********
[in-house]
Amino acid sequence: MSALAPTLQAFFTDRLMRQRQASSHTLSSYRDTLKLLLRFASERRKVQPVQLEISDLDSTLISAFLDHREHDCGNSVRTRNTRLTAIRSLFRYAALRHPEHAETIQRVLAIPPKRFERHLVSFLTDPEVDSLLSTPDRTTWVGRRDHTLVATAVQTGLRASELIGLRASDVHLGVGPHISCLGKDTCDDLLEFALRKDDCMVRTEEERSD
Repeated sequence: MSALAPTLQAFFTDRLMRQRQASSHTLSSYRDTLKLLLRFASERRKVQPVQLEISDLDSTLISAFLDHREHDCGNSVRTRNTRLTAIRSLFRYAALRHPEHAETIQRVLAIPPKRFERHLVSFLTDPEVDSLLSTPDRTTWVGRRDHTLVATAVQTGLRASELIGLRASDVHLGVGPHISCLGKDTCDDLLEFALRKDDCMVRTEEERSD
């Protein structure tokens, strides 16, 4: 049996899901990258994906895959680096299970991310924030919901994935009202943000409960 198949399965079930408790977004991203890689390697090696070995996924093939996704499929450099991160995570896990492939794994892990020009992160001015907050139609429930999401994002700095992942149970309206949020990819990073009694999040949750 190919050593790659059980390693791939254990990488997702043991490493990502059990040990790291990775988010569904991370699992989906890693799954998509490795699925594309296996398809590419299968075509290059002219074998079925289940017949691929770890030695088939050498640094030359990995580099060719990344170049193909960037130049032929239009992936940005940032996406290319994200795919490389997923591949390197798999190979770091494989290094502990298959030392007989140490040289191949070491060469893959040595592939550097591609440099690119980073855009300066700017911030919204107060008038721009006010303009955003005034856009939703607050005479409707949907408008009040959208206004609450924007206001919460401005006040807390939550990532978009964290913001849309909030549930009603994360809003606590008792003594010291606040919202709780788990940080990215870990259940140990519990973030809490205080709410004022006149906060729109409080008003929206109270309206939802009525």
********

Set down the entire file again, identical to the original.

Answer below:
[in-house]
Amino acid sequence: MSALAPTLQAFFTDRLMRQRQASSHTLSSYRDTLKLLLRFASERRKVQPVQLEISDLDSTLISAFLDHREHDCGNSVRTRNTRLTAIRSLFRYAALRHPEHAETIQRVLAIPPKRFERHLVSFLTDPEVDSLLSTPDRTTWVGRRDHTLVATAVQTGLRASELIGLRASDVHLGVGPHISCLGKDTCDDLLEFALRKDDCMVRTEEERSD
Repeated sequence: MSALAPTLQAFFTDRLMRQRQASSHTLSSYRDTLKLLLRFASERRKVQPVQLEISDLDSTLISAFLDHREHDCGNSVRTRNTRLTAIRSLFRYAALRHPEHAETIQRVLAIPPKRFERHLVSFLTDPEVDSLLSTPDRTTWVGRRDHTLVATAVQTGLRASELIGLRASDVHLGVGPHISCLGKDTCDDLLEFALRKDDCMVRTEEERSD
């Protein structure tokens, strides 16, 4: 049996899901990258994906895959680096299970991310924030919901994935009202943000409960 198949399965079930408790977004991203890689390697090696070995996924093939996704499929450099991160995570896990492939794994892990020009992160001015907050139609429930999401994002700095992942149970309206949020990819990073009694999040949750 190919050593790659059980390693791939254990990488997702043991490493990502059990040990790291990775988010569904991370699992989906890693799954998509490795699925594309296996398809590419299968075509290059002219074998079925289940017949691929770890030695088939050498640094030359990995580099060719990344170049193909960037130049032929239009992936940005940032996406290319994200795919490389997923591949390197798999190979770091494989290094502990298959030392007989140490040289191949070491060469893959040595592939550097591609440099690119980073855009300066700017911030919204107060008038721009006010303009955003005034856009939703607050005479409707949907408008009040959208206004609450924007206001919460401005006040807390939550990532978009964290913001849309909030549930009603994360809003606590008792003594010291606040919202709780788990940080990215870990259940140990519990973030809490205080709410004022006149906060729109409080008003929206109270309206939802009525």